BlackRock almost doubles GRP III target with $4.8bn close

After securing a $1bn first close at the end of 2019, the global renewables fund reached an ‘inflection point’ last summer, according to head of renewables David Giordano.

BlackRock Real Assets has closed its third global renewables fund on $4.8 billion, almost doubling its $2.5 billion target.

BlackRock launched Global Renewable Power Fund III, which did not have a hard-cap, in early 2019 and reached a $1 billion first close in December that year. However, the momentum of the fundraising materially changed in the summer of last year, David Giordano, head of renewable power at BlackRock, told affiliate publication Infrastructure Investor.

“If I was going to pick the inflection point, it was around July or August,” he said. “Everyone settled into the new reality. There was an orientation towards sustainable investment strategies. Places where maybe we weren’t getting as much traction as we maybe expected, we saw a massive acceleration.”

Giordano was specifically referring to investors in the Asia-Pacific region and in parts of North America. The two regions each accounted for 20 percent of the fund’s proceeds, while the UK and Continental Europe provided 30 percent each.

“We had excellent traction in Europe and UK. That momentum increased,” Giordano noted. “Where we saw a lot of interest pick up was in the US. We got some late entries from public pension plans where sustainability was not as big a priority for them but through the pandemic that became a much bigger focus. We’re seeing a big enlightenment happening across the APAC region.”

UK-based institutions came into the fund “much more strongly in a way we haven’t seen before”, added Jim Barry, global head of BlackRock Real Assets.

“There’s been a very substantial change in the last two years and GRP III has played into that structural shift, which in my mind will dominate the next decade,” explained Barry.

That’s underlined by 90 percent of all new power generation built worldwide last year being renewable power, which Giordano said was one of the primary drivers of the successful fundraising as investors look to future-proof their portfolios.

“You can make money and earn a yield on fossil fuels and gas pipelines in the immediate to medium term, but if you’re thinking long-term investing, renewables is the opportunity,” he maintained.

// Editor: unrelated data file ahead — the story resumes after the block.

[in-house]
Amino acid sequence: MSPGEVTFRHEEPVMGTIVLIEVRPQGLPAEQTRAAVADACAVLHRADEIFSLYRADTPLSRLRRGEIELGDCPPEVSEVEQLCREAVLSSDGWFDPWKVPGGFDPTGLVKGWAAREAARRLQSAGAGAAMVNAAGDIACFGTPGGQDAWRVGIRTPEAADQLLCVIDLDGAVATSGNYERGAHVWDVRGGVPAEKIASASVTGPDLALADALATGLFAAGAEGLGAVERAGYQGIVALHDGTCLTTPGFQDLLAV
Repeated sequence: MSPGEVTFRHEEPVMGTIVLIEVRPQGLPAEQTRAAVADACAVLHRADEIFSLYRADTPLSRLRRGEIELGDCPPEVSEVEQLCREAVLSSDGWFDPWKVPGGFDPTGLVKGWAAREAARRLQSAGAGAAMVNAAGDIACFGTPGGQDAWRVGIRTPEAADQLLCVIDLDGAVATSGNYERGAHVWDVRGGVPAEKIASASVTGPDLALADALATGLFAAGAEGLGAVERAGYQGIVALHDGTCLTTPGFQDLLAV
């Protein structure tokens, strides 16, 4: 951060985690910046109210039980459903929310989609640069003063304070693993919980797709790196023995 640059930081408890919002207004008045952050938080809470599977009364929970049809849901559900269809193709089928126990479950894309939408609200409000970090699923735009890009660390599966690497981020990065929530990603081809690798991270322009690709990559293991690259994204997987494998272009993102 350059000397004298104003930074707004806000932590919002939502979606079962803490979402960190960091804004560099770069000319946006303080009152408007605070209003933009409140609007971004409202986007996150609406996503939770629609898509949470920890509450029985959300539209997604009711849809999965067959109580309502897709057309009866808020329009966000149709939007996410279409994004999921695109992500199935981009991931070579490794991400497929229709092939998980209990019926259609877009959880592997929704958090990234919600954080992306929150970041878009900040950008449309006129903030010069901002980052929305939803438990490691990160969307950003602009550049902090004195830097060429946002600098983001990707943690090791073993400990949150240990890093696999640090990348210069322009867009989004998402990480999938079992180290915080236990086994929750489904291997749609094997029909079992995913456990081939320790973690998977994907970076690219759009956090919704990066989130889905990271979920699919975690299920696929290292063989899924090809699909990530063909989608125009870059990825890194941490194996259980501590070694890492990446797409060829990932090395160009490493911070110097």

‘Halo dimension’

The 12-year GRP III is set to continue the strategy of its predecessors, the last of which closed on $1.6 billion in July 2017. The series tends to invest in late-stage development projects in OECD markets and targets net returns of between 9 and 10 percent.

GRP III has made three investments to date, including a commercial and industrial solar and storage development platform in the US, European wind developer Windvision and New Green Power, a Taiwanese solar development company. While the strategy remains unchanged, Giordano does expect a shift in the geographic deployment of the series.

“We saw in our second fund a pivot more towards the APAC region. I think for this fund as much as 40 percent could be deployed in that region,” he outlined. “It’s an area of the world which is the last bastion of the feed-in tariff.”

However, in addition to bringing what Barry described as BlackRock’s “halo dimension”, the firm also plans to use its experience and team to stand out from what has become a crowded market.

“We’re across the full spectrum from utility-scale and distributed,” Barry said. “The team has the capability to underwrite this risk and the best risk-adjusted return comes from where there is less capital competing.”

Giordano added that NGP in Taiwan is an example of this, with many international investors flowing into Taiwan’s offshore wind market, which he described as the “obvious chunky deployments”.

The duo are also unconcerned about some frothy valuations reaching the renewables market and maintained they offer a different approach than the one provided by several other renewables GPs.

“The challenge is not just there’s managers out there with a lower cost of capital. The challenge is they are not underwriting to the same discipline,” Barry argued. “The assumptions they are putting into their models are just ones we wouldn’t put in because we have too much experience.”

This article first appeared in affiliate publication Infrastructure Investor